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CONDESA AND HIPÓDROMO: With its beautiful tree-lined streets and Art Deco architecture, these two neighborhoods were candy to our eyes. From Roma Norte, we recommend walking on the charming Avenida Ámsterdam, which wraps around Parque España; then, strolling a couple blocks on Avenue Veracruz and making a left on Avenida Mazatlan. There, enjoy the most lovely walk all the way down to Hipódromo!

Lardo  This attractive and trendy spot features a creative menu that highlights local ingredients, such as nopales (cactus) and huachinango (red snapper) in dishes ranging from pizzas, blinis, to tacos. Elena Reygadas, a young chef who came back to Mexico City after training in Europe, is the owner Lardo, Rosetta, and Panadería Rosetta.

Felina  A cozy bar with wizardly mixologists and great cocktails.

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HISTORIC CENTER: As the center of both the ancient Aztec Empire and the Spanish colony in Central and North America, the Centro Histórico de la Ciudad de México is where you will find beautiful architecture, ruins, and World Heritage sites.

Pozole Doña Yola  On our second to last day, our friends introduced us to David Santa Cruz, a local writer who had tasted food from hundreds of street stands in Mexico City. He chose to take us to this delightful restaurant tucked on the second floor of the old building at San Ildefonso 42. This family business only serves pozole, a traditional soup made from hominy and chicken, seasoned with oregano, and garnished with shredded cabbage, onions, radishes, chile peppers, and lime. This bowl of rich broth was filled to the brim with all the trimmings and tasted like the comfort of home.

Mole Artisanal Doña Juanita  If you happen to see a market in Zócalo, the main square in downtown, please look for the spice stand that sells the mole spice mix made by Doña Juanita and sold by her son. The spice blend contains over 20 ingredients and has been a wonderful addition to my pantry.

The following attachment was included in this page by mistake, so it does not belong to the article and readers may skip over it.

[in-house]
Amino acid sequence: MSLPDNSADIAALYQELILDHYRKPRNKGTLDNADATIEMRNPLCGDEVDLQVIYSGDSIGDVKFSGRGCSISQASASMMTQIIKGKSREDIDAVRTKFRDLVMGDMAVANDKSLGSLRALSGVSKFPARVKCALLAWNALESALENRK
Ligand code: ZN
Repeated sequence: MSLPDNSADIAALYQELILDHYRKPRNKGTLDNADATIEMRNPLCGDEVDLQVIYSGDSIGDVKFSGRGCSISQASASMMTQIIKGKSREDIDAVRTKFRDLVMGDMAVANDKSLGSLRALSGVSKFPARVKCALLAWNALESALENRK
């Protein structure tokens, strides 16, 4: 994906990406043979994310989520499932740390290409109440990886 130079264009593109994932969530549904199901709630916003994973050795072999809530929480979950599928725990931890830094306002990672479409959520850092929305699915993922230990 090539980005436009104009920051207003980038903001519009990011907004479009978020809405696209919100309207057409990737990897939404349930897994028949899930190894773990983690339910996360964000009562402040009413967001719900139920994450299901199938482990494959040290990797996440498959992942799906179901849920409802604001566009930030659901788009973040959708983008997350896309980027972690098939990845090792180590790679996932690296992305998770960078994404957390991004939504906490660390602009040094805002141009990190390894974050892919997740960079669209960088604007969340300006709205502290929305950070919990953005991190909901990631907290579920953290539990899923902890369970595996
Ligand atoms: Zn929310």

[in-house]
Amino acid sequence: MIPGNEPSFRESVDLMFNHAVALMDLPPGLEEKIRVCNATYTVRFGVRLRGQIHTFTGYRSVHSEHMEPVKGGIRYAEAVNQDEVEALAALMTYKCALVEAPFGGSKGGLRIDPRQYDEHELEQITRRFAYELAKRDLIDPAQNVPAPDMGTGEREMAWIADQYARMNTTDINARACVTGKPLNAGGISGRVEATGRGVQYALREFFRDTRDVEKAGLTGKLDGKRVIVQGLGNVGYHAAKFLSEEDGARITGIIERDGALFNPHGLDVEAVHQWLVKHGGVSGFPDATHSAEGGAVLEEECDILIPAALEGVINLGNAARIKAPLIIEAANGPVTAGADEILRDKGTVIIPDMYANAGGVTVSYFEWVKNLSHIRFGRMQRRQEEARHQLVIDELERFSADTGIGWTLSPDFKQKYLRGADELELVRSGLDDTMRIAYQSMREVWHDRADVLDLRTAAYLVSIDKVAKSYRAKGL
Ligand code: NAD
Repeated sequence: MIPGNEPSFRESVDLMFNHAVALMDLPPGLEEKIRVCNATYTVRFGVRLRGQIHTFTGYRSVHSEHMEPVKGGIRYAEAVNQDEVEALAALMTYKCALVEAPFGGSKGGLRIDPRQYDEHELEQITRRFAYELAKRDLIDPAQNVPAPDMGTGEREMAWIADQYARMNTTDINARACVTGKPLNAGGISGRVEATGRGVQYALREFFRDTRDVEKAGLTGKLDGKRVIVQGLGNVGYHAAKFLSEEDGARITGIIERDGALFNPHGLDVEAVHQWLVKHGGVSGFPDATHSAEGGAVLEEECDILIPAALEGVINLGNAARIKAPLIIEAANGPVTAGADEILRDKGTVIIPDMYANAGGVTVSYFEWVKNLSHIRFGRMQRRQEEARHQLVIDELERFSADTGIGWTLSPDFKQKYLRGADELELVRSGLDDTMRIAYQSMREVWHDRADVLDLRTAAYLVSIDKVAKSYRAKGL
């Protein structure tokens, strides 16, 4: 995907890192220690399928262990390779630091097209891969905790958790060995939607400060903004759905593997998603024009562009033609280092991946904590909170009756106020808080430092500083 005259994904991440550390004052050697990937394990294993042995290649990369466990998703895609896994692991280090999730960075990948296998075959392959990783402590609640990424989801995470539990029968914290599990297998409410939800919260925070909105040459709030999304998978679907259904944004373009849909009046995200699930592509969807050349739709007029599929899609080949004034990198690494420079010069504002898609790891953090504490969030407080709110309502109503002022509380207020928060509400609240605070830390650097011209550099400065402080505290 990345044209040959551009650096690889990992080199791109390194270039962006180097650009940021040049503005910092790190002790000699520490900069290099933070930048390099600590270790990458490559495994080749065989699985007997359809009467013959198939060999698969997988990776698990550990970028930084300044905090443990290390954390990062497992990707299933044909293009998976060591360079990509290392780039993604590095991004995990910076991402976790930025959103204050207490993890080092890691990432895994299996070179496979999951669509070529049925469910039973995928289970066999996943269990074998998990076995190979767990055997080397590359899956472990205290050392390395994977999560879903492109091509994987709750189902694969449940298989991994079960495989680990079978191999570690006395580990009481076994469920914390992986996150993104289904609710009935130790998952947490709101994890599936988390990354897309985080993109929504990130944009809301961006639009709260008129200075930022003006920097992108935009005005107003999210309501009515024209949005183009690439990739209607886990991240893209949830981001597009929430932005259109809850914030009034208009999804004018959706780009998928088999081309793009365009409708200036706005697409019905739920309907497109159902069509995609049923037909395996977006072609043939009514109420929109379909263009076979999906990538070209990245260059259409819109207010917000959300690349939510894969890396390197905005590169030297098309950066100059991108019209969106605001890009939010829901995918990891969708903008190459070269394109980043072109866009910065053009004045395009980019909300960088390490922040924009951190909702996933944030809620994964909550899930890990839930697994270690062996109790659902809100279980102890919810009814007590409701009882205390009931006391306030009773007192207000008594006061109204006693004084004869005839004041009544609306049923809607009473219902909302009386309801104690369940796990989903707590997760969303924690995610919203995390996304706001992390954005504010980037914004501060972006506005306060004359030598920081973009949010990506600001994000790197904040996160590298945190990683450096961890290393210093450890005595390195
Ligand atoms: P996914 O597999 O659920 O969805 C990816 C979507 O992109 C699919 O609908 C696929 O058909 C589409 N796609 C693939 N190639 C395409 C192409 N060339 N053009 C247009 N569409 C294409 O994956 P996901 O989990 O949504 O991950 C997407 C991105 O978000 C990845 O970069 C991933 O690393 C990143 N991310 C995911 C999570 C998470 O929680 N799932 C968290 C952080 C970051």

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VILLA COYOACÁN: Located around five miles south of Roma Norte, Coyoacán is the oldest neighborhood of Mexico City. Wandering amongst the cobbled streets and colorful buildings in this area felt like traveling back in time. The area is home to many of the city’s important landmarks, including the main campus of the UNAM (largest university in Mexico), the Casa Azul (Frida Kahlo’s childhood home), and the Leon Trotsky Museum.

La Coyoacana  After a long walk in the neighborhood, this lively cantina really hit the spot. Ask for a seat on the terrace and order anything that comes in a molcajete (stone mortar)!

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Food

January in Food

We grew up with very different kinds of food — Phuong with a gazillion Vietnamese noodle soups (for breakfast, lunch, and dinner!), and Myke with southern American cuisine (and probably fast food). Today, our little family indulges ourselves in good food from different cultures. It has been a great privilege to live in very diverse cities where there is no shortage of different types of restaurants to try. However, what we love most is trying to make new dishes at home. Despite all the cravings for familiar and easy go-to meals, we constantly try to experiment — sometimes with recreating a restaurant menu item but most of the time with just trying a new recipe. Our food philosophy is simple: we eat everything; our meals are balanced with vegetables, grains, and proteins; and we don’t overeat. In 2017, we are attempting to document what we eat for several reasons. We are curious to see how much food we consume over time. We want to be conscious and mindful of the quality and budget of our meals. And we want to inspire others to cook by demonstrating how affordable it is to eat well. Here are some of the different dishes we made in January and a few fun facts: